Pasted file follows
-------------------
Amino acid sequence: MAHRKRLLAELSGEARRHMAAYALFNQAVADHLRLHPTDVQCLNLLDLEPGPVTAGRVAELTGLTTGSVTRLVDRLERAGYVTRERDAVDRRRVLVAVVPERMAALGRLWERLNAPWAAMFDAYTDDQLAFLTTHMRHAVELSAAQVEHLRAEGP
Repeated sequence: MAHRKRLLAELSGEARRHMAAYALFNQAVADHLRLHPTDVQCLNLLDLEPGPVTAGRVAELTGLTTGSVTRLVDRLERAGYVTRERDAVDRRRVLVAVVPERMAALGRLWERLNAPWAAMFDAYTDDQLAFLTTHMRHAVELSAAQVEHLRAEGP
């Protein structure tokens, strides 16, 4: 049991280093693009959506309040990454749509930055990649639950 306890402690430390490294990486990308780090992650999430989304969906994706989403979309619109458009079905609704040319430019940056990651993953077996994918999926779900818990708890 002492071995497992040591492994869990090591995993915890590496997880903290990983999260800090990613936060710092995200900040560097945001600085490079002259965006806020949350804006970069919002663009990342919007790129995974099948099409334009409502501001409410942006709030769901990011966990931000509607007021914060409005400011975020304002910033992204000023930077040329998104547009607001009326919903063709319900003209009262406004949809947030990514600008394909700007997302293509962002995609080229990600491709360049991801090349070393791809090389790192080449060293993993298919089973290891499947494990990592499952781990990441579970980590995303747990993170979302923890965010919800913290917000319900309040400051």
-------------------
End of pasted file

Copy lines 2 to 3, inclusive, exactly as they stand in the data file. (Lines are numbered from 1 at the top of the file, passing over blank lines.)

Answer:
Repeated sequence: MAHRKRLLAELSGEARRHMAAYALFNQAVADHLRLHPTDVQCLNLLDLEPGPVTAGRVAELTGLTTGSVTRLVDRLERAGYVTRERDAVDRRRVLVAVVPERMAALGRLWERLNAPWAAMFDAYTDDQLAFLTTHMRHAVELSAAQVEHLRAEGP
């Protein structure tokens, strides 16, 4: 049991280093693009959506309040990454749509930055990649639950 306890402690430390490294990486990308780090992650999430989304969906994706989403979309619109458009079905609704040319430019940056990651993953077996994918999926779900818990708890 002492071995497992040591492994869990090591995993915890590496997880903290990983999260800090990613936060710092995200900040560097945001600085490079002259965006806020949350804006970069919002663009990342919007790129995974099948099409334009409502501001409410942006709030769901990011966990931000509607007021914060409005400011975020304002910033992204000023930077040329998104547009607001009326919903063709319900003209009262406004949809947030990514600008394909700007997302293509962002995609080229990600491709360049991801090349070393791809090389790192080449060293993993298919089973290891499947494990990592499952781990990441579970980590995303747990993170979302923890965010919800913290917000319900309040400051």